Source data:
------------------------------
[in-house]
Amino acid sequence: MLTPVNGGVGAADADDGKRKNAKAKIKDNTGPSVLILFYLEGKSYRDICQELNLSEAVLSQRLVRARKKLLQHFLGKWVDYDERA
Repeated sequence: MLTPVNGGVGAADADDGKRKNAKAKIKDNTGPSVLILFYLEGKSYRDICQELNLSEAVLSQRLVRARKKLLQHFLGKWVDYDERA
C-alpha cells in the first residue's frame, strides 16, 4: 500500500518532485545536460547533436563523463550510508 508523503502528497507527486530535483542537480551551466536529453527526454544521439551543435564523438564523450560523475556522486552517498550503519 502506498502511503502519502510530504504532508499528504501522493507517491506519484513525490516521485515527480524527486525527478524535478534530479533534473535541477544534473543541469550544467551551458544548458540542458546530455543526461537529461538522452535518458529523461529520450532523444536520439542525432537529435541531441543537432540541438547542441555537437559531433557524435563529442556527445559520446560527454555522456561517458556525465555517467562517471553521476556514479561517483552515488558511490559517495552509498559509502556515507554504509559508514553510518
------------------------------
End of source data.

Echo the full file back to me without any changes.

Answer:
[in-house]
Amino acid sequence: MLTPVNGGVGAADADDGKRKNAKAKIKDNTGPSVLILFYLEGKSYRDICQELNLSEAVLSQRLVRARKKLLQHFLGKWVDYDERA
Repeated sequence: MLTPVNGGVGAADADDGKRKNAKAKIKDNTGPSVLILFYLEGKSYRDICQELNLSEAVLSQRLVRARKKLLQHFLGKWVDYDERA
C-alpha cells in the first residue's frame, strides 16, 4: 500500500518532485545536460547533436563523463550510508 508523503502528497507527486530535483542537480551551466536529453527526454544521439551543435564523438564523450560523475556522486552517498550503519 502506498502511503502519502510530504504532508499528504501522493507517491506519484513525490516521485515527480524527486525527478524535478534530479533534473535541477544534473543541469550544467551551458544548458540542458546530455543526461537529461538522452535518458529523461529520450532523444536520439542525432537529435541531441543537432540541438547542441555537437559531433557524435563529442556527445559520446560527454555522456561517458556525465555517467562517471553521476556514479561517483552515488558511490559517495552509498559509502556515507554504509559508514553510518